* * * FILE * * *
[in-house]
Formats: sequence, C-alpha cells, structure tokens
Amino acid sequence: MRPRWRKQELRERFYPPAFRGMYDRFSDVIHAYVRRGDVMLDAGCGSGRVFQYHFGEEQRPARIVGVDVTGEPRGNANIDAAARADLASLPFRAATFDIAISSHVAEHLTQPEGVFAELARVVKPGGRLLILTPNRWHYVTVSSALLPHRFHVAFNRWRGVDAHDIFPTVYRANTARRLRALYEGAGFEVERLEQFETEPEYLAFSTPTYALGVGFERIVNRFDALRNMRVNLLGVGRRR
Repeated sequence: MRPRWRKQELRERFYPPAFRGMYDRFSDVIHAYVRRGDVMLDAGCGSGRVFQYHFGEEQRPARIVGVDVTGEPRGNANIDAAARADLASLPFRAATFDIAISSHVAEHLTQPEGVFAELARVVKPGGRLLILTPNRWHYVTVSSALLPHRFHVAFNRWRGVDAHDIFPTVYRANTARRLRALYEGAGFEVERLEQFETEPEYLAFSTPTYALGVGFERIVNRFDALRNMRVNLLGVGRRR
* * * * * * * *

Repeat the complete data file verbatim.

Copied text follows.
[in-house]
Formats: sequence, C-alpha cells, structure tokens
Amino acid sequence: MRPRWRKQELRERFYPPAFRGMYDRFSDVIHAYVRRGDVMLDAGCGSGRVFQYHFGEEQRPARIVGVDVTGEPRGNANIDAAARADLASLPFRAATFDIAISSHVAEHLTQPEGVFAELARVVKPGGRLLILTPNRWHYVTVSSALLPHRFHVAFNRWRGVDAHDIFPTVYRANTARRLRALYEGAGFEVERLEQFETEPEYLAFSTPTYALGVGFERIVNRFDALRNMRVNLLGVGRRR
Repeated sequence: MRPRWRKQELRERFYPPAFRGMYDRFSDVIHAYVRRGDVMLDAGCGSGRVFQYHFGEEQRPARIVGVDVTGEPRGNANIDAAARADLASLPFRAATFDIAISSHVAEHLTQPEGVFAELARVVKPGGRLLILTPNRWHYVTVSSALLPHRFHVAFNRWRGVDAHDIFPTVYRANTARRLRALYEGAGFEVERLEQFETEPEYLAFSTPTYALGVGFERIVNRFDALRNMRVNLLGVGRRR